But from the perspective of respect for people, I also offer up “What do you think?” as another important question we should have in our arsenal of inquiries.

By November 1, 2013 4 Comments Read More →
From Vague to Passive to Active in Your Voice and Improvement Work

From Vague to Passive to Active in Your Voice and Improvement Work

GRAMMAR COP

While I’d be the first to admit that my writing is not perfect and I certainly need a copy editor for my books, I have a bit of a reputation as a “grammar cop” amongst co-workers in previous jobs. I even received a “mock awards” certificate from a team at Dell that said as much in 2000.

As I work coaching teams in various organizations on Kaizen and problem solving, I see a trend where people tend to want to use “passive voice” when describing problems or opportunities for improvement instead of using “active voice.” The difference isn’t just annoying from a grammatical standpoint, I think it interferes a bit with their improvement work.

By September 25, 2013 13 Comments Read More →
Don’t Let Looking at Data Blind You From Seeing Reality

Don’t Let Looking at Data Blind You From Seeing Reality

A couple of red traffic lights against a blue skyI recently read an article (a case study) about “Lean Six Sigma” in a publication. It’s not online, so I can’t link to it, nor do I really want to call them out by name.

I didn’t like the article, in part, because it used the old, tired (and wrong) idea that “Six Sigma is for quality” and that Lean is only about “faster and cheaper.”

Good gravy, how do people NOT realize that the Toyota Production System and Lean are about both flow AND quality? For direct evidence that Lean/TPS is about both,  see Toyota’s website on “jidoka” and “just in time.”) The article I read is, unfortunately, an example of L.A.M.E. or “Lean As Mistakenly Explained.”

The article talks about a scenario where a city government wants to reduce traffic accidents at one particular intersection. Since an accident is a “defect,” they called on the Six Sigma belts to gather data do a bunch of statistical analysis (assuming, it seems, that a quality problem must be the domain of Six Sigma). It took time and a bunch of meetings to plan for this formal exercise. It’s a “hard problem” that’s “hard to solve,” the author said.

By September 10, 2013 18 Comments Read More →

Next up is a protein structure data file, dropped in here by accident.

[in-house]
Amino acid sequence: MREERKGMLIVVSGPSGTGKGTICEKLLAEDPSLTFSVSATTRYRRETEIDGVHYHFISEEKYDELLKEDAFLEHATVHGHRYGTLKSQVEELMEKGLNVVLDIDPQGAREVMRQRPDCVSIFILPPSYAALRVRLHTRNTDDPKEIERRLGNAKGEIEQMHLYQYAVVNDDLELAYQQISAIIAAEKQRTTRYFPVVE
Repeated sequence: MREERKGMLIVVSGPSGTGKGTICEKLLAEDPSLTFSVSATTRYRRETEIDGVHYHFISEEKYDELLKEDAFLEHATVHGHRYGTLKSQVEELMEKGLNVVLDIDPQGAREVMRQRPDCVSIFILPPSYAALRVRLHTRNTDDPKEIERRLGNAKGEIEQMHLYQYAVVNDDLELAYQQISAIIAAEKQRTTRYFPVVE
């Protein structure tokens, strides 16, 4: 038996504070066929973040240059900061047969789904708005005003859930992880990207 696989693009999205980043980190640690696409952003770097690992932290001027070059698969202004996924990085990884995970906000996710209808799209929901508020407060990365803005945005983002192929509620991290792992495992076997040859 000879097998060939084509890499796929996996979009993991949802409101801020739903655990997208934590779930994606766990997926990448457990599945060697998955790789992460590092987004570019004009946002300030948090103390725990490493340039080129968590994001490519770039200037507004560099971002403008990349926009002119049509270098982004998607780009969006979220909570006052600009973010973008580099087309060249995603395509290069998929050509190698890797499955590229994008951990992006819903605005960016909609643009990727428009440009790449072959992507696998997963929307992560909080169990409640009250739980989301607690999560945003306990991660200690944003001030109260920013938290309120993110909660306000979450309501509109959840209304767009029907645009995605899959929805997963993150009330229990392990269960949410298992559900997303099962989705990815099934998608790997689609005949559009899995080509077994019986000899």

Weekend Fun: An Example of Poor Problem Solving

Weekend Fun: An Example of Poor Problem Solving

Here’s a funny ESPN commercial featuring golfer Rickie Fowler.

Fowler is pouring coffee, yet he makes some bad assumptions about which coffee is decaf and about the “milk” being bad (compounded by the joke that he’s supposedly color blind).

By August 30, 2013 7 Comments Read More →
Podcast #179 – Judy Worth & Tom Shuker, “Perfecting Patient Journeys”

Podcast #179 – Judy Worth & Tom Shuker, “Perfecting Patient Journeys”

MP3 File (run time 29:31)

perfectingMy guests for Podcast #179 are my friends Judy Worth and Tom Shuker, two of the co-authors of the book  Perfecting Patient Journeys, which was published earlier this year by the Lean Enterprise Institute. About the book: “Perfecting Patient Journeys  is a guide for leaders of healthcare organizations who want to implement lean thinking. Readers will learn how to identify and select a problem, define a project scope, and create a shared understanding of what’s occurring in the value stream. Readers will also learn to develop a shared vision of an improved future, and how to work together to make that vision a reality.”

We’ll talk about their book, what types of value streams and “extended value streams” are being worked on in healthcare (including “end-to-end” flows), breaking down silos, improving quality and cost as a result of taking time out of the value stream, and more.

For a link to this episode, refer people to  www.leanblog.org/179.

Other links and info:

Blame the Worker or the System – British Airways Engine Covers

Blame the Worker or the System – British Airways Engine Covers

IMG_4050I flew back safely from Finland on Saturday – or I should say British Airways and American Airlines flew me safety, including in the 747 pictured at left. 15 hours across three flights. It was a long day. But, I wasn’t really worried about my safety because of the great track record that the aviation industry has demonstrated (and taught to industries like healthcare).